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9 Ways to Prepare for the National Novel Writing Month

October 4, 2010

It’s time to start wrapping our heads around the monumental task which lays ahead of us in November (and I apologise in advance for those writers choosing not to participate in the literary madness of NaNoWriMo). Below is an article I wrote last year to prepare for NaNo.

I’m interested in creating supportive internal and external environments to facilitate writing during NaNo. To me, writing is the easiest thing about NaNoWriMo – just sitting there and putting the words on the page, because the month of November is no different to any of the other 11 months of the year where I don’t live in a vacuum. None of us are the proverbial boy in a bubble in November (though it would be nice to be sometimes).

Like me, you have to juggle existing responsibilities and find time to write. You have fears, weaknesses and you get stressed? You may have a family, probably have a job of some description, as well as social committments. On top of that you also have 1667 words to put down every day.

The good news is, NaNo is lots of fun, is most definitely worth it AND you have October to anticipate and plan. You have time to consider how you can best facilitate November to get to the 50,000 words.

This post outlines nine areas you may have not even considered important to your NaNo campaign – but believe me they are. I suggest you take time out over the next nine days and answer and explore the questions posed at the end of each section. Team up with some other WriMos – compare answers and share coping strategies

1. Expectations

Our expectations have a great impact on us. Putting them down on paper can be a powerful exercise. It’s also a good place to start to conceptualise NaNo as a real life experience and not a fantastical (good or bad) idea that’s been floating around in your head.

  • What do you expect to get out of your NaNo experience?
  • What do you think will be the easiest part of NaNo?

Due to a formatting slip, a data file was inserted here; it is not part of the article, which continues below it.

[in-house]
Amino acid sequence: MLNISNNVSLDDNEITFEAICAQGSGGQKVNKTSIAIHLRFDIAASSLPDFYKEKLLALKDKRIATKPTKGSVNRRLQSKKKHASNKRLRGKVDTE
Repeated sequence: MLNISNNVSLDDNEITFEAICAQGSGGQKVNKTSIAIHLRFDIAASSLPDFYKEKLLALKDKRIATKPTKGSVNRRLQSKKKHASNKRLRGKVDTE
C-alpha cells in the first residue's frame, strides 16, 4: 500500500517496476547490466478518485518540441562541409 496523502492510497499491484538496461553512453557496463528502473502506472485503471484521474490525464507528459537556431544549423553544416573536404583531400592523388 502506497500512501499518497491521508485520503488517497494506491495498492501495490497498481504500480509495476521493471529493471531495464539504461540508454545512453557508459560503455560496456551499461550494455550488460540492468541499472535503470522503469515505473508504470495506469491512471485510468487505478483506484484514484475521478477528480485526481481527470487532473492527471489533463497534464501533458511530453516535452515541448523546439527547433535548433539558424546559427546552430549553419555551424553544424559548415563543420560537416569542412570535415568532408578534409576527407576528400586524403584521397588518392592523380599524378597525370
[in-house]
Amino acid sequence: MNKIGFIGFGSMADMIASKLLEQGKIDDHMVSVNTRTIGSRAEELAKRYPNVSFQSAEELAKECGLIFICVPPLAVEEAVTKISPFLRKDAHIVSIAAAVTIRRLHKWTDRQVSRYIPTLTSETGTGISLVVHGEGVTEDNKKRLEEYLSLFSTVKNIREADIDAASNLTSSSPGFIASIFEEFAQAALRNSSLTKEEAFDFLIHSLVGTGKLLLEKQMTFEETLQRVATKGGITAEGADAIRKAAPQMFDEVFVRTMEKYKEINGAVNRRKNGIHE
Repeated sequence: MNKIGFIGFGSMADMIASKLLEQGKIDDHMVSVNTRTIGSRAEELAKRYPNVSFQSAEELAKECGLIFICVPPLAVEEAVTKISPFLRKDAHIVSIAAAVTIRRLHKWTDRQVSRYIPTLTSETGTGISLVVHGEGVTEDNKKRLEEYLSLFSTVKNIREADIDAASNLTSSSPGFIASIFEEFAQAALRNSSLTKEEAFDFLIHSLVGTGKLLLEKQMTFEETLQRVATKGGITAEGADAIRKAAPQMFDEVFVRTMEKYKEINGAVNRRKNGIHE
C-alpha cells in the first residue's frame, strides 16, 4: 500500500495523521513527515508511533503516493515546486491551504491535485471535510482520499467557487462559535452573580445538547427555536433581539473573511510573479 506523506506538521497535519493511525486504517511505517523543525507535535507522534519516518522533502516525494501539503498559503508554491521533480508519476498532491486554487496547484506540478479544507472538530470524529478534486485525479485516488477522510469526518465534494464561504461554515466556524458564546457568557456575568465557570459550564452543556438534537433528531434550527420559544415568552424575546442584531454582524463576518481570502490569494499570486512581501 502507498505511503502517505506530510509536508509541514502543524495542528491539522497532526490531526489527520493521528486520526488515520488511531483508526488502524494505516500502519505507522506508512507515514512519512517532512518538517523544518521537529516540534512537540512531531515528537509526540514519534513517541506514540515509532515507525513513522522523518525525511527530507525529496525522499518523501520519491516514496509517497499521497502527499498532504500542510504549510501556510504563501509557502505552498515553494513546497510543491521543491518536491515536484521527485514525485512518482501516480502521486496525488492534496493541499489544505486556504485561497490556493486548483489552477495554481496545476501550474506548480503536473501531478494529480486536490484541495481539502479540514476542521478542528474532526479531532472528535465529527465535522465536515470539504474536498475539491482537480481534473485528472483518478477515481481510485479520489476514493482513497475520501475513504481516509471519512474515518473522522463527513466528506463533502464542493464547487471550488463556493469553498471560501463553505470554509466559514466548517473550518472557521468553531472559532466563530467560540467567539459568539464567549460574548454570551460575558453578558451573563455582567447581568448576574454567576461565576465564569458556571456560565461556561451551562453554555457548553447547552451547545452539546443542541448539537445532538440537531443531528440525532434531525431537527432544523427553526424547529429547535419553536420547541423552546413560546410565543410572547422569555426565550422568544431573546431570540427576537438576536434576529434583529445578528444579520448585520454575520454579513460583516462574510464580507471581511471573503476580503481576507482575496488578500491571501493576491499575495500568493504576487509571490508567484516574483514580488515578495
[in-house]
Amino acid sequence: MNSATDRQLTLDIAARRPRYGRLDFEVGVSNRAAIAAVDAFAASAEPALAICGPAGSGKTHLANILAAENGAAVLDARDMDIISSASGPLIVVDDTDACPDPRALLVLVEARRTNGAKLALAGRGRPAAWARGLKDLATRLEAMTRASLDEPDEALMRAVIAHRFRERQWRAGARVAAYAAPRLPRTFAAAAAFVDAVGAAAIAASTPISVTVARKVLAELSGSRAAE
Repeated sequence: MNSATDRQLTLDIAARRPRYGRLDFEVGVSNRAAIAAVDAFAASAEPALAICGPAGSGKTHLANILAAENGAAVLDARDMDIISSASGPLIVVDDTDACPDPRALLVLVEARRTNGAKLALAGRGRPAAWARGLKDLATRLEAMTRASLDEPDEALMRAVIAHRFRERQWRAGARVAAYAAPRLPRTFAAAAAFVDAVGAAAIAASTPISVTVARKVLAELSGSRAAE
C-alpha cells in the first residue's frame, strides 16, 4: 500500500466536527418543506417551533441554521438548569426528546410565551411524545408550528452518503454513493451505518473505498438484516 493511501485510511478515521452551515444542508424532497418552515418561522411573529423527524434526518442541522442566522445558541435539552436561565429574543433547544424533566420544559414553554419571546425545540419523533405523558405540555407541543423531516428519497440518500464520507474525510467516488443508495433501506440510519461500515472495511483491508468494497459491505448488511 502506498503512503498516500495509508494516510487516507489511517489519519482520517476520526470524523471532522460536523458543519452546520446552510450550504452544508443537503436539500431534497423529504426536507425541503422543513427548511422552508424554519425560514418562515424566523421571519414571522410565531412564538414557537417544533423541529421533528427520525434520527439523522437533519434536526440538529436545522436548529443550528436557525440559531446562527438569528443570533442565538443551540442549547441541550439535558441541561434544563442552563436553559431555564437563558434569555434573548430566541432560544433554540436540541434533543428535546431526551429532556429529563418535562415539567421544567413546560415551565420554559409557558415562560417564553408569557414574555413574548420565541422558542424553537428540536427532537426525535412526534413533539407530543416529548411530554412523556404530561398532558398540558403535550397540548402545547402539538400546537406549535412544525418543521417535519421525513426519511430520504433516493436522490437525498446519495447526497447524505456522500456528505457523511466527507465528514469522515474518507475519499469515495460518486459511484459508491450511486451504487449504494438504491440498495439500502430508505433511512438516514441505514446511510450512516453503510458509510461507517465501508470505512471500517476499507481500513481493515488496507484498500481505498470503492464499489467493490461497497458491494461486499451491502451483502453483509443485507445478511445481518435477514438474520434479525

• What do you think will be the easiest part of NaNo?

If you’ve participated in NaNo before you might also like to reflect what has been the easiest/hardest part in previous campaigns.

2. Strengths and Weaknesses

Old hands and newbies alike will benefit from taking this inventory (also those not actively involved in preparing for NaNo!) Being able to play to your strengths and negate the impact of your weaknesses is important for any project you involved in – but first you have to know what they are.

  • What are your strengths as a writer?
  • What are your weaknesses as a writer?

If you have participated in NaNo before you might like to focus in on what you love about NaNo and aim to incorporate or focus on that during November. Being reminded you do NaNo because you love writing might be enough to salvage a (perceived) bad day because – well, you’ve been writing!

3. Knowing your habits.

Knowing you habits can help you create an environment most conducive to putting down large amounts of words a day. This includes what stops you from writing as well as what eggs you on.

  • When do you write most efficiently/effectively? (This includes time, location, atmosphere, emotional and mental state and other things like music.)
  • What are your biggest distractions?

You might also be interested in going through previous articles posted here about knowing your process!

4. Creatively Primed – Keeping the well topped up

Different people gestate ideas at a different pace. Some stories come to you quickly, others can take days, weeks, months or even years to brew and mature. Knowing how to maintain your creative energy and a creative space will help to keep your story following no matter what.

November is not the time to come down with a mortal case of writers block.

  • What facilitates/supports nurtures your creative life?
  • What drains/stunts/blocks your creative life?

5. Stress

No one will disagree November presents numerous challenges to each writer and with each of them comes the possibility of stress. Knowing how your stress manifests and how you cope positively and negatively, will enable you to plan ahead to deal with it.